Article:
The source who provided the National Enquirer with personal text messages Amazon founder Jeff Bezos had exchanged with his mistress, news anchor Lauren Sanchez, was Sanchez’s brother, Michael, the Daily Beast reported on Sunday night. Sanchez — a Trump supporter who is friendly with Trumpworld “dirty trickster” Roger Stone and another Russia investigation target, former Trump campaign adviser Carter Page — has denied that he had anything to do with the scandal, but “multiple sources” within American Media Inc., the Enquirer’s embattled parent company, have told the Beast that he was indeed the one who provided the messages which formed the basis for the Enquirer’s January exposé.
The apparent confirmation came less than three days after Bezos, who also owns the Washington Post, publicly accused AMI of trying to blackmail him in a Medium post. On Thursday night, the Amazon founder shared emails from AMI officials in which they threatened to publish several racy photographs Bezos and Ms. Sanchez had texted each other if he did not call off his investigation into why AMI had targeted him and how it had obtained his text messages.
It is not clear how Mr. Sanchez obtained the texts or why he would have been willing to violate his sister’s privacy in such a way, but the Beast reports that the act appears to have been politically motivated:
Documents reviewed by the Daily Beast show that Michael Sanchez believed the Enquirer pursued its story about Bezos with “President Trump’s knowledge and appreciation” — a chase encouraged, in Sanchez’s estimation, by Republican operatives “who THINK Jeff gets up every morning and has a [Washington Post] meeting to plot its next diabolical attack on President Trump.”
Bezos has been a frequent target for President Trump, who regularly blames the billionaire for the Post’s critical coverage of him and his administration. Trump has had a decades-long friendship and alliance with AMI CEO David Pecker, who has admitted to using the Enquirer to buy and bury damaging stories about Trump.
The president gleefully celebrated Bezos’s embarrassment after the Enquirer story was published last month.
Working with former Trump fixer Michael Cohen during the 2016 presidential campaign, Pecker and AMI helped to “catch and kill” Playboy model Karen McDougal’s allegation that she had had an affair with Trump, and helped set up Cohen’s pay-off of porn star Stephanie Clifford, who had made a similar allegation. Last year, Pecker, Howard, and AMI were granted immunity from federal prosecutors in exchange for admitting that they had worked in concert with the Trump campaign, and testifying about the deals, which violated campaign finance laws.
Security consultant Gavin de Becker, who led the Bezos–funded investigation into the source of the texts, told the Beast that his team had finished their investigation and forwarded their conclusions to law enforcement officials, but he did not reveal what those conclusions had been. The Beast had previously reported that de Becker had interviewed Mr. Sanchez, and that the Bezos team considered him to be the most likely culprit.
On Thursday, Bezos shared emails from AMI’s chief content officer, Dylan Howard, and a company attorney, in which they described the images of Bezos and Ms. Sanchez that they had — including “d*ck pics” — and indicated that the Enquirer would publish the intimate images if Bezos did not call off de Becker’s investigation as well as the one being conducted by the Post. It’s hardly a secret that AMI and the Enquirer employ such tactics, but it’s far from clear why anyone thought they would have leverage over the richest man in the world.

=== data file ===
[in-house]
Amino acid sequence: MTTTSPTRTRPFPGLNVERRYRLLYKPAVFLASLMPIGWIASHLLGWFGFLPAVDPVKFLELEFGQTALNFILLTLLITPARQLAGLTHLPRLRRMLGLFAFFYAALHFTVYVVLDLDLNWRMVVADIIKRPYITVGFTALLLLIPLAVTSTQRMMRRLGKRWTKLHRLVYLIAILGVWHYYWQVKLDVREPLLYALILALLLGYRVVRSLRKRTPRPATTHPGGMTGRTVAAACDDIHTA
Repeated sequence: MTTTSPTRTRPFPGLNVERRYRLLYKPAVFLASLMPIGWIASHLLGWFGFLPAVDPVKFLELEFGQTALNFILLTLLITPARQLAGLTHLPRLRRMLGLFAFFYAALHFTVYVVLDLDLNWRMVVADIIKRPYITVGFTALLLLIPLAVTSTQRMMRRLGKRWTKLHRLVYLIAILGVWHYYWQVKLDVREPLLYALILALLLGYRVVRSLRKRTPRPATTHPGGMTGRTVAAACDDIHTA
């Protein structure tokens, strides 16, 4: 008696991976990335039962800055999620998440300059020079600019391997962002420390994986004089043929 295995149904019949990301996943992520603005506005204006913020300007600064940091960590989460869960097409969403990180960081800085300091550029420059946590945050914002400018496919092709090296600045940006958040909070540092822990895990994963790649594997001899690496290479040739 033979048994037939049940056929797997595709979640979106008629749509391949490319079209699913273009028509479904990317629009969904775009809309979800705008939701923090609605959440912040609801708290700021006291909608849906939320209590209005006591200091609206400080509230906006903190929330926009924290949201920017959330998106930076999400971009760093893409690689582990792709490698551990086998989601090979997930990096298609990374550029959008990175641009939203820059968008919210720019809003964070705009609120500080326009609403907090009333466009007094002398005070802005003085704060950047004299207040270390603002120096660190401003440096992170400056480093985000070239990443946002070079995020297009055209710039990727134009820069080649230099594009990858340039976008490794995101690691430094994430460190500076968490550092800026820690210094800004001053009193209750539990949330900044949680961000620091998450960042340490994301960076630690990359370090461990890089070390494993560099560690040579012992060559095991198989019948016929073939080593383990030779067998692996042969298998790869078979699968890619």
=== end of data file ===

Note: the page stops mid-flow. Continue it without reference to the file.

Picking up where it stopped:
According to the emails, the company was specifically focused on silencing suggestions that exposing Bezos’s affair “was instigated, dictated or influenced in any manner by external forces, political or otherwise.” Bezos said that his investigators were examining the possibility that Saudi Arabia has been involved in the Enquirer exposé, and that this inquiry appeared to have hit a “particularly sensitive nerve” at AMI.
David Pecker has reportedly sought to do business in Saudi Arabia in recent years, and has leveraged his relationship with the president to raise his profile with Trump’s wealthy allies in the Middle East. AMI even published a glossy magazine celebrating Saudi Arabia and its de facto ruler, Crown Prince Mohammed bin Salman, ahead of the prince’s visit to the U.S. last year.
The Saudi regime, meanwhile, is not only a major ally of President Trump’s, but has also been defending itself against the Post’s aggressive reporting about the brash and brutal assassination of Saudi dissident and Post columnist Jamal Khashoggi, allegedly at the personal direction of the crown prince. The effort to push back against the Post reportedly included an online campaign targeting Bezos and Amazon by Saudi Arabia’s notorious troll army last November. The regime has denied having had any involvement in the Enquirer story, however, which is probably true if Michael Sanchez was the one who gave AMI the Bezos texts.
On Sunday morning, David Pecker’s attorney, Elkan Abramowitz, appeared on ABC’s This Week to defend Pecker and AMI following Bezos’s bombshell blog post. He denied that Saudi Arabia, Trump, the White House, or Roger Stone had been the source of Bezos’s texts, and instead insisted that the company’s source was someone who had worked with the publication for years and was “well-known to both Mr. Bezos and Ms. Sanchez.” He also claimed that the threat to publish the sexted photographs was not extortion or blackmail, but “journalism” and a “legitimate negotiation.”
Federal prosecutors in Manhattan indicated on Friday that they were looking into whether or not AMI’s conduct towards Bezos violated its non-prosecution agreement. Their judgement, as well as what role anyone in the Trump camp may have had in pushing Sanchez or the story, will hopefully become clear soon.